IMF and Pakistan’s Economy


By: Dr. Sahibzada Muhammad Usman

In its preliminary analysis, the IMF discovered a violation of over Rs 2,000 billion in budgetary forecasts for 2022–23, which may cause the budget deficit and primary deficit objectives to increase by a significant margin ahead of meaningful negotiations with Pakistani government.

Officials from Pakistan and the International Monetary Fund (IMF) are set to begin negotiations in order to complete the ninth review under the Extended Fund Facility. The fiscal slippages and the reconciliation of numbers will be the main discussion topics during this review. The evaluation would result in the release of Pakistan’s pending next installment of funding, which has been delayed since September. Prior to the budget release for 2022–23, the government had projected a budget deficit objective of 4.9% of the GDP and a primary deficit to maintain it at positive 0.2% of the GDP.

The IMF is presently requesting that Pakistani authorities implement extra taxing measures totaling Rs 600 billion via a mini-budget.  Senior IMF officials have also decided to include an increase in circular debt owed by Pakistan’s cash-strapped energy industry over the ceiling previously agreed upon with the lender of last resort as part of the primary deficit for the current fiscal year 2022–2023. Meanwhile, Pakistan has asked the IMF for a 500-billion-rupee waiver on account of flood-related expenses to determine the budget deficit. According to the IMF’s current estimates, the primary deficit goal of 0.2% of GDP would be missed by a huge margin of more than Rs 1 trillion.

According to the IMF’s assessment, the coalition government failed to recoup the Rs 65 billion gasoline price adjustment for the current fiscal year. The government provided gas and electricity at reduced rates to export-oriented industries, which led to a rise in demand of Rs 110 billion.

Due to its reserves falling to a crucial level of USD 3.7 billion and the need for immediate assistance to prevent default, Pakistan is experiencing the greatest economic crisis. The IMF can only save the nation. But with no long-term strategy in place to deal with circumstances of the same economic nature, many people are concerned about the nation’s future.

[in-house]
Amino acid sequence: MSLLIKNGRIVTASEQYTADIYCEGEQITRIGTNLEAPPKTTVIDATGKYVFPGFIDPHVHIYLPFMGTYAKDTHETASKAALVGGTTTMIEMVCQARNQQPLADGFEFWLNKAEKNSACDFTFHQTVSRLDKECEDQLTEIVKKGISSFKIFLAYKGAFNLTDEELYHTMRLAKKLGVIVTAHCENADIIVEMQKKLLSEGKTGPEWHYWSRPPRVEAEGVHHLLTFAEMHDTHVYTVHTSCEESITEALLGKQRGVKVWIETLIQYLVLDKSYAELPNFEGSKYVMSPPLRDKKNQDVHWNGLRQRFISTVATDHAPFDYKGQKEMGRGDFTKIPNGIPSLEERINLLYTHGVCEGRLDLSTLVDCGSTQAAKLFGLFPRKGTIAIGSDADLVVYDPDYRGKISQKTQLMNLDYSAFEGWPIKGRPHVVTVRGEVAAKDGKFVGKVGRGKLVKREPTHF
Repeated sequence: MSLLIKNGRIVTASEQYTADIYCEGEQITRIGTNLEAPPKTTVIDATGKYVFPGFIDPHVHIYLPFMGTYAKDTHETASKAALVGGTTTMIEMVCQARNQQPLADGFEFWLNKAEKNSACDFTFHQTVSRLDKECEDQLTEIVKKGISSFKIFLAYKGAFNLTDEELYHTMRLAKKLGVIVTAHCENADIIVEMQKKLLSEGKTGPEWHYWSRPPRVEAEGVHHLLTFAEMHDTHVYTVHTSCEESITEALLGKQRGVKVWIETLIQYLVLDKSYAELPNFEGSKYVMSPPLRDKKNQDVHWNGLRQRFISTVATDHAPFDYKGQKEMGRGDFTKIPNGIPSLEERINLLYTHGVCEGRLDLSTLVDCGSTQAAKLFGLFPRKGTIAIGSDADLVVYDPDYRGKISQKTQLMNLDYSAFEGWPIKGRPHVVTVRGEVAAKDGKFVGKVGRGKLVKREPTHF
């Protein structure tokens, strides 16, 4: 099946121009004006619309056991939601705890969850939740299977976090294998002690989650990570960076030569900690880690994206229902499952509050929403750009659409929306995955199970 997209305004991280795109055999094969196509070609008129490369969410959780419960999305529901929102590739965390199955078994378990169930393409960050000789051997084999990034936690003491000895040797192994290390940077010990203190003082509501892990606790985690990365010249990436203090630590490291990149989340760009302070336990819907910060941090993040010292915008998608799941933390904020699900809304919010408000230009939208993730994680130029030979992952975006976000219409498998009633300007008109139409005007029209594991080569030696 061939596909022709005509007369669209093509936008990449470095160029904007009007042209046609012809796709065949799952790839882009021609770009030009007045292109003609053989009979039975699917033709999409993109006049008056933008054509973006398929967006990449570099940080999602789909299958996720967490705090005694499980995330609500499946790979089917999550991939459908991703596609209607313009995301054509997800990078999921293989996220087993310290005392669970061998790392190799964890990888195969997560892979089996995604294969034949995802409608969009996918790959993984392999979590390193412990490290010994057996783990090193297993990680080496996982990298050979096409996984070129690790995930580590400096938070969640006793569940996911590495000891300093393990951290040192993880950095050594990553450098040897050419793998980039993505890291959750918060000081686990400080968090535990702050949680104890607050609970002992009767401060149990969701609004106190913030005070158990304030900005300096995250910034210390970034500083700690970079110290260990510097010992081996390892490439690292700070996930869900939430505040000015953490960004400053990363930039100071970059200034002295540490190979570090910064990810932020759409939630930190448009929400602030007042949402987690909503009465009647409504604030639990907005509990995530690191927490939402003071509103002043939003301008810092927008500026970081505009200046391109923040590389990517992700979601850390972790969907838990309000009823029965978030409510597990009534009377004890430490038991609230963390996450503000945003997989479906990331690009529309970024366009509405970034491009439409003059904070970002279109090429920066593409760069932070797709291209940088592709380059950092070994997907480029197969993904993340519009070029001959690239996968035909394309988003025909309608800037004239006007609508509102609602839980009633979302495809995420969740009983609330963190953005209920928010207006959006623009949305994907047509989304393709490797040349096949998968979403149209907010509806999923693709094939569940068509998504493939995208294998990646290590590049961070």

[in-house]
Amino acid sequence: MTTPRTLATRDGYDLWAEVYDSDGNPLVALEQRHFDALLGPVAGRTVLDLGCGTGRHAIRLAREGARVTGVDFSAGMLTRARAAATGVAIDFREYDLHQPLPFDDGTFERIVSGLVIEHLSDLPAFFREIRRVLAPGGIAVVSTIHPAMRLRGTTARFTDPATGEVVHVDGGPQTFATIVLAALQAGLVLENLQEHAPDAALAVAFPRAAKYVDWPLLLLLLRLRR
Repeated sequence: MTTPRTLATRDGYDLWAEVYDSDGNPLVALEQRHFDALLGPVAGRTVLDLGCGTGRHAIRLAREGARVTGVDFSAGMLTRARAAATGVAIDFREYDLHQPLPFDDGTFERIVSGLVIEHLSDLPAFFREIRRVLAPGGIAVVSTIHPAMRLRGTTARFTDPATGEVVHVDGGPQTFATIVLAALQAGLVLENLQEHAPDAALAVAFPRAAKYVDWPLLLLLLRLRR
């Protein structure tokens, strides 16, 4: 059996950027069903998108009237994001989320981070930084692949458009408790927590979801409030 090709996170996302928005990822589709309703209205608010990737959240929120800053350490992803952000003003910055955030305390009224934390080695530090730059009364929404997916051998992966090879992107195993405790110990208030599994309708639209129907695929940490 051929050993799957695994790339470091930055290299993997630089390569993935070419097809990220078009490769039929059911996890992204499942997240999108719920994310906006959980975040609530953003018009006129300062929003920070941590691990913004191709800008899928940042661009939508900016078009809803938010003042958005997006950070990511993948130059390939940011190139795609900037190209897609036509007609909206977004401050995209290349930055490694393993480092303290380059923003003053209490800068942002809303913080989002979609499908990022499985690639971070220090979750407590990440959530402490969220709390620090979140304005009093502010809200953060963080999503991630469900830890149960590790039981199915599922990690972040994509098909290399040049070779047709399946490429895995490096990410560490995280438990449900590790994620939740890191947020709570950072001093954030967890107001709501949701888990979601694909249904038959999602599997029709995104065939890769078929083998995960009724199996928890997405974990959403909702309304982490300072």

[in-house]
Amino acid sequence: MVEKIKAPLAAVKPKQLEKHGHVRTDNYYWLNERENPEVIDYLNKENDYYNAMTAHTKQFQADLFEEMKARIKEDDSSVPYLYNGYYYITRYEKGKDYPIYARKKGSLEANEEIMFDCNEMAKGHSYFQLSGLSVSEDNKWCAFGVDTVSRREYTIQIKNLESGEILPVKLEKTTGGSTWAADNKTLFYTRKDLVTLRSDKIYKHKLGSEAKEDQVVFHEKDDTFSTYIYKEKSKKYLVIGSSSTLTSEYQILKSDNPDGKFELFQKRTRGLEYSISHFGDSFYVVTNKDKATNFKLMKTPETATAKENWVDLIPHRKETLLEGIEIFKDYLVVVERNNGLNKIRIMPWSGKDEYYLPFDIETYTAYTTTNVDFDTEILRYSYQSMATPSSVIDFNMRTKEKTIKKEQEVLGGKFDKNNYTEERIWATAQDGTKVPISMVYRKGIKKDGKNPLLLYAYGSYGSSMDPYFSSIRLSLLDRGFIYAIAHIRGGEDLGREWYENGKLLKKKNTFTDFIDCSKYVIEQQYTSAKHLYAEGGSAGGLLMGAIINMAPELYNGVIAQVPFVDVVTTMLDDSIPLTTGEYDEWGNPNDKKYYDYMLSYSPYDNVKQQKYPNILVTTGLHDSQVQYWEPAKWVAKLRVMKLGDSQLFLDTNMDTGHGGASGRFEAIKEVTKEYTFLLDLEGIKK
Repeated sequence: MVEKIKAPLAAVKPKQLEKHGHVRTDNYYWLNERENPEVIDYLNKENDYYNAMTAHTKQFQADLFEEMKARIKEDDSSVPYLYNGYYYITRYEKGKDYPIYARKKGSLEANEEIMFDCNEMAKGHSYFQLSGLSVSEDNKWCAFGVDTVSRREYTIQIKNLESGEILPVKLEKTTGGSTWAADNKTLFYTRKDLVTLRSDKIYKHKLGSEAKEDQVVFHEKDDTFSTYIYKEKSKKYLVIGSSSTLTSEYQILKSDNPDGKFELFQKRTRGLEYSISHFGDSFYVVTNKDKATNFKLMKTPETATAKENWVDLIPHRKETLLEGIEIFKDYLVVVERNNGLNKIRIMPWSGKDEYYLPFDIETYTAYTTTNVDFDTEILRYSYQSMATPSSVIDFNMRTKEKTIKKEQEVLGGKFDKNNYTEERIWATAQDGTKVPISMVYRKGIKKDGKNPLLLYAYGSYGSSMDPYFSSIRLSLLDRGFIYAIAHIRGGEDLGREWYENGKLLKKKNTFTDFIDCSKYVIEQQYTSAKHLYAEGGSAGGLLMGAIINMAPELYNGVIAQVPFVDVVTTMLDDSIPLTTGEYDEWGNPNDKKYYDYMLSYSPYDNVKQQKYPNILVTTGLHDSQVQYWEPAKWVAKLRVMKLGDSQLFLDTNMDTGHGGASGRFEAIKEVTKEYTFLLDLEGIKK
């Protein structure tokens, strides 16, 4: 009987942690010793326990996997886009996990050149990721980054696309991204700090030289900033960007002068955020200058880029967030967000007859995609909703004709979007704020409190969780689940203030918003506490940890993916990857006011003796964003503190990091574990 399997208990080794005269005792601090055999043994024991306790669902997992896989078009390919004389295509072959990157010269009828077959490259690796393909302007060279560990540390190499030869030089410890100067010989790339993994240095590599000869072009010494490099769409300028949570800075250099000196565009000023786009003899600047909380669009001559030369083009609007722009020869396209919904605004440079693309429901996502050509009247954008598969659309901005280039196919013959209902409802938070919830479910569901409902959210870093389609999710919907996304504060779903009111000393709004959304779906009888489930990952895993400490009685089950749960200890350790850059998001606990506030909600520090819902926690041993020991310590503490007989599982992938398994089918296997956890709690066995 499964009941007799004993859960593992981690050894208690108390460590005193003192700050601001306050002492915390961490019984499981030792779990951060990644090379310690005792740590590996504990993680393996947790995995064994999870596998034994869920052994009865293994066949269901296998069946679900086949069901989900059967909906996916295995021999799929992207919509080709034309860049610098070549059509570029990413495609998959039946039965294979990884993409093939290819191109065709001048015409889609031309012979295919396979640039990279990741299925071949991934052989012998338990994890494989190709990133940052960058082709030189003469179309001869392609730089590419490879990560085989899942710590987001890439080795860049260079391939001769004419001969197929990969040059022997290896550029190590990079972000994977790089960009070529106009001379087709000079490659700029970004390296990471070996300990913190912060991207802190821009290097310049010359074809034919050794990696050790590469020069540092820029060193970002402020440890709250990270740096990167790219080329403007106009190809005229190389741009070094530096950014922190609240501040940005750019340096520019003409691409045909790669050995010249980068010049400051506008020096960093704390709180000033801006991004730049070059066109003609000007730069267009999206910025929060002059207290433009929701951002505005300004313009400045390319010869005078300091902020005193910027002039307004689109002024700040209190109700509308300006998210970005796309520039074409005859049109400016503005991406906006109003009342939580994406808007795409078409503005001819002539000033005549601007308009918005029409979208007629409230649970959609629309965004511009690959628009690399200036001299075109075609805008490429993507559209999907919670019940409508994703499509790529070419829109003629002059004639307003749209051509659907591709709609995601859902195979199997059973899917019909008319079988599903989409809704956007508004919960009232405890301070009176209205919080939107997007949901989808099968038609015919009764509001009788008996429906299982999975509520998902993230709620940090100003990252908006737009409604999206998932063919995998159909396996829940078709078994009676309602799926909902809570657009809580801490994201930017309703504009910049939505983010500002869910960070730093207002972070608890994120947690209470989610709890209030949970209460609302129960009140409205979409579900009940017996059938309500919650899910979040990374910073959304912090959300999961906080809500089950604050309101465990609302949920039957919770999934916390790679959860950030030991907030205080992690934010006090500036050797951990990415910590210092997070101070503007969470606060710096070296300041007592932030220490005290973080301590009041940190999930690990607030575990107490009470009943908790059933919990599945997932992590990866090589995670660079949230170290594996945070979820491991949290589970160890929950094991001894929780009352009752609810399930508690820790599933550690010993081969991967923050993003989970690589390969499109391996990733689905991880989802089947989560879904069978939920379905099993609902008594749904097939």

In 2019, Pakistan received a USD 6 billion bailout from the IMF. In 2022, it was increased by an additional USD 1.1 billion to aid the nation in the wake of devastating floods. However, the IMF halted payments in November 2022 as a result of Pakistan’s inability to advance its fiscal consolidation efforts amid political unrest in the nation.

In the meantime, the government shouldn’t concentrate simply on providing short-term comfort. On June 30, the existing loan agreement will come to an end, and the lender will provide us with cash worth up to USD 3 billion. This could cover our short-term balance-of-payments demands, but it won’t be enough to handle a similar payments issue in the next fiscal year and beyond. Therefore, it is advised that the government work to expand the IMF program and its funding.

Less than $3.7 billion, or only three weeks’ worth of imports, are now in the country’s state bank. At the Karachi Port, there is a backlog of tens of thousands of cargo containers full of goods. The country cannot pay because it no longer gives out letters of credit for anything except food and medicine. The ban on imports and the significant currency depreciation have severely hurt businesses. Domestic investment has stalled, public building projects have been put on hold, and textile mills have partly shut down. Numerous day laborers, including painters and carpenters, wait for employment that never materializes. While the number of workers has reduced, the number of beggars has climbed.

Pakistan is caught in a never-ending cycle of paying off foreign debt. Before the conclusion of the fiscal year in June, according to State Bank Governor Jamil Ahmed, the nation owed $33 billion in loans and other foreign obligations. With $8.3 billion still up for negotiation, lending countries have rolled over $4 billion as part of a diplomatic push. As a result of inadequate infrastructure and bad management, Pakistan is now experiencing acute energy shortages, worsening the situation for both enterprises and civilians.

The country’s political shambles are mirrored in the economy’s decline, with former Prime Minister Imran Khan putting pressure on the current coalition to call early elections while his popularity is still strong. In 2019, Mr. Khan was removed from office by a resolution of no confidence and secured an IMF loan deal worth several billions of dollars. However, he broke his vows to reduce the market interventions and subsidies that had softened the cost-of-living issue, which led to the program’s stop. More than two dozen IMF accords negotiated and subsequently canceled have become a regular pattern in Pakistan, where most of the population lives in rural poverty.

About Author:

Dr. Sahibzada Muhammad Usman

Research Scholar and Academic; Ph.D. in Political Science at the University of Pisa, Italy. Dr. Usman has participated in various national and international conferences and published 30 research articles in international journals.